In general, I think it is good news for CFC (of course), for homeowners, for the Fed, for the federal government, local state and city governments, semi-government agencies such as Fannie Mae and Freddie Mac, good for taxpayers like us - but bad news for BAC.
As one reader pointed out in his comment, there has been wide speculation for the last several months that the government is behind the scene to urge (or push? or beg?) BAC to rescue CFC. The government would not allow CFC to fail, since it would create a domino effect much worse than the S&L crisis and LTCM. The failure of CFC would have triggered many counterparties conducting OTC derivative trades with CFC to fail, which would have brought the whole OTC derivative market including all large investment banks into their knees, similar to the LTCM situation in 1998.
The failure of CFC would also transfer all the credit risks to semi-government agencies of Fannie Mae and Freddie Mac, which would force Fed and federal government to bail them out by using taxpayer's money, similar to the S&L crisis in the late 1980s - except this time the amount is probably 10 times larger. I don't even need to mention what that would do to other fixed income products, the general credit market, equity market and the US economy.
As I indicated in many of my previous blog posts, I think 2008 is the year banks will face a lot of legal challenges. We see today that the city of Cleveland has filed lending practice suits to 21 banks including BAC and CFC. We should see a lot more of this type of suits being filed by both local and state attorney generals' offices for the whole year. We should also see number of suits from homeowners facing foreclosure growing to sky high this year. If CFC files for bankruptcy, this kind of law suit would not be able to be compensated monetarily even if they win. However, by BAC stepping in buying CFC, it creates a deep pocket situation that all the suits now will target BAC.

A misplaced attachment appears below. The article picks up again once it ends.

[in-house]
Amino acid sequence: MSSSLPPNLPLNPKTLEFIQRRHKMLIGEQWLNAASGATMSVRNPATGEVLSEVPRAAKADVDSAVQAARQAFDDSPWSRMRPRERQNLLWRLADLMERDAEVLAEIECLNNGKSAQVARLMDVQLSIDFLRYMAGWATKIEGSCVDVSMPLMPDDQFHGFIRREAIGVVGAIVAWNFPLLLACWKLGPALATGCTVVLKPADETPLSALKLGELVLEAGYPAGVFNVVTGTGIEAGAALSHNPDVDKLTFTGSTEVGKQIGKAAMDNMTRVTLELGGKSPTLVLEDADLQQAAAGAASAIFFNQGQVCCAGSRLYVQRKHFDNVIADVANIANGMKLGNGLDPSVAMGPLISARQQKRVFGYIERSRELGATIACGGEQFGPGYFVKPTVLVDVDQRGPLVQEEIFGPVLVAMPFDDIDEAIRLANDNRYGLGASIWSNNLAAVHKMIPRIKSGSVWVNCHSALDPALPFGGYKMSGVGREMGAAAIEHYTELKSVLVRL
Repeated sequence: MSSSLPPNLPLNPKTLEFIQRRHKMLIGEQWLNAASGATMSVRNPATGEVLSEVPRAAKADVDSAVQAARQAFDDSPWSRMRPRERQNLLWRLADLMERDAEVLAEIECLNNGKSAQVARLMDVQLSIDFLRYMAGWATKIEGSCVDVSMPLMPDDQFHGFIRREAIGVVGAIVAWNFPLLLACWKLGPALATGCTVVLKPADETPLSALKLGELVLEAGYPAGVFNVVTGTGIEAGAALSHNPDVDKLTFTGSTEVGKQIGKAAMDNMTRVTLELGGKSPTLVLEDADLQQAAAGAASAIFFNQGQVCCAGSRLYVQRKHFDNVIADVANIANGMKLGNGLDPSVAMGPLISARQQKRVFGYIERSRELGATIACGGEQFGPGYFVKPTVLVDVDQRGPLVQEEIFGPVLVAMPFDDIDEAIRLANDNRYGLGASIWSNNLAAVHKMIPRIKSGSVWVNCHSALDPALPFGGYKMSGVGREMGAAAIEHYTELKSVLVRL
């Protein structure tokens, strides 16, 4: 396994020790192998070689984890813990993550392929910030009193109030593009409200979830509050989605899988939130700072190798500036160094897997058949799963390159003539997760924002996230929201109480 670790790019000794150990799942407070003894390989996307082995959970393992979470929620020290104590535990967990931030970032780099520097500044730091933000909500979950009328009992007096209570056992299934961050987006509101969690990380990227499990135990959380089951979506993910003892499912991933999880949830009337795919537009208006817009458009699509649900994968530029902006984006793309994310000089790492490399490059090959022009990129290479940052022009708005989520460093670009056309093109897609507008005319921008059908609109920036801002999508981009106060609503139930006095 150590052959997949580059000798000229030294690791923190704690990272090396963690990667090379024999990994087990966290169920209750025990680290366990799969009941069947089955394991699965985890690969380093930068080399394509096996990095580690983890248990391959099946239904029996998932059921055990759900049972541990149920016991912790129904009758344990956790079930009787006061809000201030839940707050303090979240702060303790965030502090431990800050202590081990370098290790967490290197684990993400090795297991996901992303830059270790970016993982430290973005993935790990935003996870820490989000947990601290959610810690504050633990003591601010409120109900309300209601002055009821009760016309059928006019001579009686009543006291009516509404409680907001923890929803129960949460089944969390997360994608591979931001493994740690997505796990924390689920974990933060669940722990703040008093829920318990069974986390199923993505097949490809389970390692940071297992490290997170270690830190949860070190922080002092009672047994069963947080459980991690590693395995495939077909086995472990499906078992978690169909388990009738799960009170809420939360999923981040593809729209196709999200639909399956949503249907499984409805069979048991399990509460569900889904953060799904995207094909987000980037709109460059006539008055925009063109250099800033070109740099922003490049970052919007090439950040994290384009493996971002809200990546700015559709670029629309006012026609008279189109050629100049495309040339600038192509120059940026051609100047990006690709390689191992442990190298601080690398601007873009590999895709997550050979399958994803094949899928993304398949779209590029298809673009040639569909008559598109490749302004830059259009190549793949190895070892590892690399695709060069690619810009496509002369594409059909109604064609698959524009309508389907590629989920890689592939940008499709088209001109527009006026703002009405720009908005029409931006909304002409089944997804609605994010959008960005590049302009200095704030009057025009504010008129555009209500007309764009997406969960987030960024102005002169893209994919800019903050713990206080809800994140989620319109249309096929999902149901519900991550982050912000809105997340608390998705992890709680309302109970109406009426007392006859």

It is similar to a drug from a small single-drug biotech going bad - the patients have less incentive to sue since even if they win the biotech company would just go into bankruptcy and patients and their vulture lawyers would get nothing in return. However, if this small biotech gets bought by a big pharma right before the problem surfaces, good luck to the big pharma. It is guaranteed that you would see a flood of lawsuits from everyone who has taken just one pill of this drug in their whole life.
BAC should just forget about the $2B bad investment in CFC last August. Adding to losing position is usually not a good trading strategy, not even considering all the legal ramifications and their huge liabilities. But it is great news for many people at the other side of the trade with CFC and all levels of government, with BAC now catching the falling knife and holding the bag for many years to come until the deep pocket becomes much shallower.